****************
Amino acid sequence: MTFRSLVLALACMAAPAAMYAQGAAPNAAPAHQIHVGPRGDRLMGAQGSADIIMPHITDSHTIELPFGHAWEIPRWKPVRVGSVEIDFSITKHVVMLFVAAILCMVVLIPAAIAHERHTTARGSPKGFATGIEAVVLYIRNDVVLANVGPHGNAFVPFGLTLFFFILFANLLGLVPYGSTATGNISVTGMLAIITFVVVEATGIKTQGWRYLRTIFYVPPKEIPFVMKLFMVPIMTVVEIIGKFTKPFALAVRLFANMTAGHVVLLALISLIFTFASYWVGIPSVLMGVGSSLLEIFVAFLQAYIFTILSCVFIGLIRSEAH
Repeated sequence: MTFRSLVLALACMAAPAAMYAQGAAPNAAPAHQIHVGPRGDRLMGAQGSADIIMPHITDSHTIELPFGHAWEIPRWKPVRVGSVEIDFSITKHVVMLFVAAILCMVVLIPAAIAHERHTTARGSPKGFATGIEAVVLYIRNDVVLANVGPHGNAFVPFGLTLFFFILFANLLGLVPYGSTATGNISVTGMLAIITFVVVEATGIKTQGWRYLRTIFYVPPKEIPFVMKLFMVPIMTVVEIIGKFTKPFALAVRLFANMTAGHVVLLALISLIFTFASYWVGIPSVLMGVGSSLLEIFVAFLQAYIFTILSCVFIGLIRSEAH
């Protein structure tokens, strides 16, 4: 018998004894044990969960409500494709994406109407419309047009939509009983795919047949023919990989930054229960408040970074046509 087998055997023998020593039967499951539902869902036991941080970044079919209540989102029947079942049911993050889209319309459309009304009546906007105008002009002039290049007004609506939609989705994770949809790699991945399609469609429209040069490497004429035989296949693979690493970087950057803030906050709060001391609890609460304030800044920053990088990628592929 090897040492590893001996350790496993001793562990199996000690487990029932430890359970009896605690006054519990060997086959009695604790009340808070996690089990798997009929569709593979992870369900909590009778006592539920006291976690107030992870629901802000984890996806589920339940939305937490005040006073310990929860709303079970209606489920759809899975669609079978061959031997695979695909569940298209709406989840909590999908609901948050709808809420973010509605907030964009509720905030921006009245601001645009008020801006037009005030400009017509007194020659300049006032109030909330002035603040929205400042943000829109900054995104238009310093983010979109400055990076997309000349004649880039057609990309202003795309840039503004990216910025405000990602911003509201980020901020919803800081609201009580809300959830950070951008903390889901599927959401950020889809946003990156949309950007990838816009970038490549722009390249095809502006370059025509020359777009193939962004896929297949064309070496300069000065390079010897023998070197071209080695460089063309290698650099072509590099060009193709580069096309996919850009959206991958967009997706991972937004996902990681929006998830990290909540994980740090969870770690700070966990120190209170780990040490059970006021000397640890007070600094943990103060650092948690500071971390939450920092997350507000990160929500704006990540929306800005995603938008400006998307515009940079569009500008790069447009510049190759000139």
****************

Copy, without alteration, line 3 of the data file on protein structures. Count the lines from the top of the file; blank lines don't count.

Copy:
């Protein structure tokens, strides 16, 4: 018998004894044990969960409500494709994406109407419309047009939509009983795919047949023919990989930054229960408040970074046509 087998055997023998020593039967499951539902869902036991941080970044079919209540989102029947079942049911993050889209319309459309009304009546906007105008002009002039290049007004609506939609989705994770949809790699991945399609469609429209040069490497004429035989296949693979690493970087950057803030906050709060001391609890609460304030800044920053990088990628592929 090897040492590893001996350790496993001793562990199996000690487990029932430890359970009896605690006054519990060997086959009695604790009340808070996690089990798997009929569709593979992870369900909590009778006592539920006291976690107030992870629901802000984890996806589920339940939305937490005040006073310990929860709303079970209606489920759809899975669609079978061959031997695979695909569940298209709406989840909590999908609901948050709808809420973010509605907030964009509720905030921006009245601001645009008020801006037009005030400009017509007194020659300049006032109030909330002035603040929205400042943000829109900054995104238009310093983010979109400055990076997309000349004649880039057609990309202003795309840039503004990216910025405000990602911003509201980020901020919803800081609201009580809300959830950070951008903390889901599927959401950020889809946003990156949309950007990838816009970038490549722009390249095809502006370059025509020359777009193939962004896929297949064309070496300069000065390079010897023998070197071209080695460089063309290698650099072509590099060009193709580069096309996919850009959206991958967009997706991972937004996902990681929006998830990290909540994980740090969870770690700070966990120190209170780990040490059970006021000397640890007070600094943990103060650092948690500071971390939450920092997350507000990160929500704006990540929306800005995603938008400006998307515009940079569009500008790069447009510049190759000139």